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re:Virals 293

Welcome to re:Virals, The Haiku Foundation’s weekly poem commentary feature on some of the finest haiku ever written in English. This week’s poem was

 
     horse pasture
     the prairie wind moves
     with muscle
          — Chad Lee Robinson, The Heron's Nest, Vol. XXII, No. 4 (2020)

Lakshmi Iyer considers the poet’s use of close association:

The structure of any haiku is not only dependant on observation and experience, but also the visual effects which make the whole haiku vibrant with layers.

“horse pasture” sets the scene of large acres of grassland that provide healthy pastures of high quality.

Chad Lee Robinson seems to love the horses, literally owning them. He recreates events with a connecting second image in line two — “the prairie wind.” This takes me to my geography class, where I learned about prairies being part of temperate grasslands that strengthen the ecosystem. But the poet strikes a very serious note on the prairie wind that destroys most of the pastures, with dust storms storming in. Here, he uses “moves with muscle.” Usually, this idiom is used in a negative phrase, but here the poet has laid an icing —”the prairie wind moves/ with muscle.” This is the whole truth of what the poet has visualised, isn’t it? Personifying the prairie winds with the power of muscles shows the intense concern of the poet to protect the pastures of his dreams and subject: the horses!

The technique of close association is visible here with the horses, their pastures and the prairie winds. They are closely linked with each other, yet connected to the outside world to protect our ecosystems: the issues of global warming and the need of a pure and clean environment.

I appreciate, with due respect, the poet’s concern not only for the environment, but also for the animal kingdom. He has carved out the image with subtle sincerity and absolute truth!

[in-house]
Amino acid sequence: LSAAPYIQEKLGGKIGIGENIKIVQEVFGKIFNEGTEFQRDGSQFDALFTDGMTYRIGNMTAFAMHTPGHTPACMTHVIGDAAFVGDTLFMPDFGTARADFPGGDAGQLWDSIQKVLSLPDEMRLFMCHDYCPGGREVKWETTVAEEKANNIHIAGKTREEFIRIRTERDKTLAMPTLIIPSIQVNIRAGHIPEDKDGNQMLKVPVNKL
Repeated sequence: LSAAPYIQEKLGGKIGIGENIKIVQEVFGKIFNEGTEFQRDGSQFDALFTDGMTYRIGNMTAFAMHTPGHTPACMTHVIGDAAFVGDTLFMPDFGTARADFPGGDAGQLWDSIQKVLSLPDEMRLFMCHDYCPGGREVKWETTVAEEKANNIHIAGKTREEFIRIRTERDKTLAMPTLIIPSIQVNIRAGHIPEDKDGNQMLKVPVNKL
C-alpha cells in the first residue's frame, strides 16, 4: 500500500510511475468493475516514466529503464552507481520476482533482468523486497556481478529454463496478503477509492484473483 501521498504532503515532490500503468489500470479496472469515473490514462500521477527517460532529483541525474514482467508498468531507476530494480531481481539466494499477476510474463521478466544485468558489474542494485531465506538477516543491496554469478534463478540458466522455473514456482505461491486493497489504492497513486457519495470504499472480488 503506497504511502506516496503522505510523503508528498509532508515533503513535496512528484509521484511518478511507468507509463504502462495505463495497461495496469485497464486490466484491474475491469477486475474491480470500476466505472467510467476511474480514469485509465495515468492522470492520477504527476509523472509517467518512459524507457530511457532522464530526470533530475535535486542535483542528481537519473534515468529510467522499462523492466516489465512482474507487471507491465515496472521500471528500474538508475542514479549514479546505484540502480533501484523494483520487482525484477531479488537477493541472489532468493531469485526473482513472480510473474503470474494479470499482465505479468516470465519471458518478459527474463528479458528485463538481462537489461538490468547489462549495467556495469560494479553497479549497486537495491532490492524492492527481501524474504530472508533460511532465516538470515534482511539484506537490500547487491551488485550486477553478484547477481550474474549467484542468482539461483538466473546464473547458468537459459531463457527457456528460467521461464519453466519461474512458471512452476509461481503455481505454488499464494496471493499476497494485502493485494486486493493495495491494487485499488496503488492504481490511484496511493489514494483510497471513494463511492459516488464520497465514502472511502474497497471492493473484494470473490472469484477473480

Mark Gilbert uncovers the instinctive:

I find it difficult to write too much on an intellectual level about this haiku. Yes, it compares the prairie wind with a horse, a thousand pounds of muscle evolved to perform a few simple tasks very well. And like the way a single horse is dwarfed by the multiple horsepower of a single car, human machines are themselves dwarfed by the enormous invisible and unthinking strength of a single gust of wind, sweeping through the prairie and continuing over the earth’s surface to bend blades of grass and trees and to move water until running out of energy somewhere still to wink out of existence.

So, to me, this haiku is visceral, or even centered in the muscle itself, like the way a hand will instinctively recoil from a flame without wasting time, sending an electrical signal all the way to the brain and back.

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As this week’s winner, Mark gets to choose next week’s poem, which you’ll find below. We invite you to write a commentary to it. It may be as long or short, academic or spontaneous, serious or silly, public or personal as you like. We will select out-takes from the best of these. And the very best will be reproduced in its entirety and take its place as part of the THF Archives. Best of all, the winning commentator gets to choose the next poem for commentary.

Anyone can participate. A new poem will appear each Friday morning. Simply put your commentary in the Contact box by the following Tuesday midnight (Eastern US Time Zone). Please use the subject header “re:Virals” so we know what we’re looking at. We look forward to seeing some of your favorite poems — and finding out why!